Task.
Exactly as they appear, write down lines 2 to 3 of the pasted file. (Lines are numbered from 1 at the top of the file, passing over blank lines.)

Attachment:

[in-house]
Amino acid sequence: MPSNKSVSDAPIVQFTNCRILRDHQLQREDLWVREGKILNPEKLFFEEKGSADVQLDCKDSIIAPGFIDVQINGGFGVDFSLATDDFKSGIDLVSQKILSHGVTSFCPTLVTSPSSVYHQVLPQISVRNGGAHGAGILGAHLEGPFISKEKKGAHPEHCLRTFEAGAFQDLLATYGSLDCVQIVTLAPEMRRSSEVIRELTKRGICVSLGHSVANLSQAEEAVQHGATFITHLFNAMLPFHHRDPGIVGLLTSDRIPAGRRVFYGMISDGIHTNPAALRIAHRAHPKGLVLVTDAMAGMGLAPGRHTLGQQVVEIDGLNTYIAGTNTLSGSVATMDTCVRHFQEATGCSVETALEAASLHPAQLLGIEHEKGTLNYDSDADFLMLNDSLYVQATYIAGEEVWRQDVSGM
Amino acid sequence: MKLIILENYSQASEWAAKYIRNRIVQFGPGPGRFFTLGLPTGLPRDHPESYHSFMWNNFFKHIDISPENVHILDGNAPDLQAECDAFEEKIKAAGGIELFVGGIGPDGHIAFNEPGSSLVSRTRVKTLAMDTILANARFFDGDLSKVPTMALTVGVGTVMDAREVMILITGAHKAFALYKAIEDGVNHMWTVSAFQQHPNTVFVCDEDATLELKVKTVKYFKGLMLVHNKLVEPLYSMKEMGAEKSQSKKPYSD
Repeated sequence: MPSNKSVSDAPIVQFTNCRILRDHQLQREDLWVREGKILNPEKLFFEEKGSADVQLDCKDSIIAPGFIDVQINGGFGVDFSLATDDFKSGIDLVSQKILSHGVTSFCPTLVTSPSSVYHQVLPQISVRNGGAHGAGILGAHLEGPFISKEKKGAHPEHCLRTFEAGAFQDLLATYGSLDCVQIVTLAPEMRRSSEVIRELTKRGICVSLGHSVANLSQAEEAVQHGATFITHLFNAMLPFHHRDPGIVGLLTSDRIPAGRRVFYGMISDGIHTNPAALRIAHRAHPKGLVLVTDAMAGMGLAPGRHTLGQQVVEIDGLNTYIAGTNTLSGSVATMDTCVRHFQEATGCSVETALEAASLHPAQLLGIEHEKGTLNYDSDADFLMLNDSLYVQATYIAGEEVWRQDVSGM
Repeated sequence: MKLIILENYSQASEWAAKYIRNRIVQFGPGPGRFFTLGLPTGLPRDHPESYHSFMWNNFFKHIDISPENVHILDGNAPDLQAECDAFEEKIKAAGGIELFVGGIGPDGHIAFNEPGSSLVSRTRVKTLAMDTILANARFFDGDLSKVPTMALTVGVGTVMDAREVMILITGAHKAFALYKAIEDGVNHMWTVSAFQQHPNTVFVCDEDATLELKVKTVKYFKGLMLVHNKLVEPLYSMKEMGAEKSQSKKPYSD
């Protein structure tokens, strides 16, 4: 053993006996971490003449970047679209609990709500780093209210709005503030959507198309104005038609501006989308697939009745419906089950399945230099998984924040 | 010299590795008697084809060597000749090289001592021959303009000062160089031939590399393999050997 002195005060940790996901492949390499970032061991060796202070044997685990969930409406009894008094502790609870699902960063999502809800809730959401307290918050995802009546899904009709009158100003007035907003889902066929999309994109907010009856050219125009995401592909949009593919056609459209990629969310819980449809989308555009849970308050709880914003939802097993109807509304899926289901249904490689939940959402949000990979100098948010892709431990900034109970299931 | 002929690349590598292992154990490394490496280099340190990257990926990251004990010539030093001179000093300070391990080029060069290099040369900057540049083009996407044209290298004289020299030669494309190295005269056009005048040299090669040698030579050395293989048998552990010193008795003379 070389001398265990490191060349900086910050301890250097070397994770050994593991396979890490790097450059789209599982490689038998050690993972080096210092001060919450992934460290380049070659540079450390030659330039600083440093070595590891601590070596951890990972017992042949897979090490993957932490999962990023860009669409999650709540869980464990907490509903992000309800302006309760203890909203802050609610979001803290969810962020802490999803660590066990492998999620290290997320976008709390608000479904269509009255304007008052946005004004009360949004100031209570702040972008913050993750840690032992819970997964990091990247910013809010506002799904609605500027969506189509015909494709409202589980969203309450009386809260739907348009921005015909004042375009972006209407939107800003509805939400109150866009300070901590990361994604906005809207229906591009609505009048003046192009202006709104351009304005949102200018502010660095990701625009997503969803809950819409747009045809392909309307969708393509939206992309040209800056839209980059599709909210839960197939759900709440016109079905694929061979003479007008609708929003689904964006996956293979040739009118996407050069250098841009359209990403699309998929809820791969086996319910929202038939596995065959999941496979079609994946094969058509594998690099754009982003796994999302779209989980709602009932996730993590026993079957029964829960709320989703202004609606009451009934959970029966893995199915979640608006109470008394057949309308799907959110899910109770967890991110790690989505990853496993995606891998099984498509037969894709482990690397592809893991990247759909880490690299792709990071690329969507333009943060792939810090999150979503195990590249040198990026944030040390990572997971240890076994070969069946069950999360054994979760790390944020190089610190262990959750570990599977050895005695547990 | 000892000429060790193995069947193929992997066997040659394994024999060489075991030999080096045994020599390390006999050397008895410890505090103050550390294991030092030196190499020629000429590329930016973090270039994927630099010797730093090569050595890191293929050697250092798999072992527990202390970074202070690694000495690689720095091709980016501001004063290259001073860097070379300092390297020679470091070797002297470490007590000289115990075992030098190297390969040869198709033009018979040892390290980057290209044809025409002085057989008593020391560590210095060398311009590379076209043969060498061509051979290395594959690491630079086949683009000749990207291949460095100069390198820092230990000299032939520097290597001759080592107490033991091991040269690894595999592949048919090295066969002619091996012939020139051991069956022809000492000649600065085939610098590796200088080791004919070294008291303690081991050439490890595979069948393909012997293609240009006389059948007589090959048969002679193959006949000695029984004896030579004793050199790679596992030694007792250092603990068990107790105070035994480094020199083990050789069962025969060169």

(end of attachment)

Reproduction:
Amino acid sequence: MPSNKSVSDAPIVQFTNCRILRDHQLQREDLWVREGKILNPEKLFFEEKGSADVQLDCKDSIIAPGFIDVQINGGFGVDFSLATDDFKSGIDLVSQKILSHGVTSFCPTLVTSPSSVYHQVLPQISVRNGGAHGAGILGAHLEGPFISKEKKGAHPEHCLRTFEAGAFQDLLATYGSLDCVQIVTLAPEMRRSSEVIRELTKRGICVSLGHSVANLSQAEEAVQHGATFITHLFNAMLPFHHRDPGIVGLLTSDRIPAGRRVFYGMISDGIHTNPAALRIAHRAHPKGLVLVTDAMAGMGLAPGRHTLGQQVVEIDGLNTYIAGTNTLSGSVATMDTCVRHFQEATGCSVETALEAASLHPAQLLGIEHEKGTLNYDSDADFLMLNDSLYVQATYIAGEEVWRQDVSGM
Amino acid sequence: MKLIILENYSQASEWAAKYIRNRIVQFGPGPGRFFTLGLPTGLPRDHPESYHSFMWNNFFKHIDISPENVHILDGNAPDLQAECDAFEEKIKAAGGIELFVGGIGPDGHIAFNEPGSSLVSRTRVKTLAMDTILANARFFDGDLSKVPTMALTVGVGTVMDAREVMILITGAHKAFALYKAIEDGVNHMWTVSAFQQHPNTVFVCDEDATLELKVKTVKYFKGLMLVHNKLVEPLYSMKEMGAEKSQSKKPYSD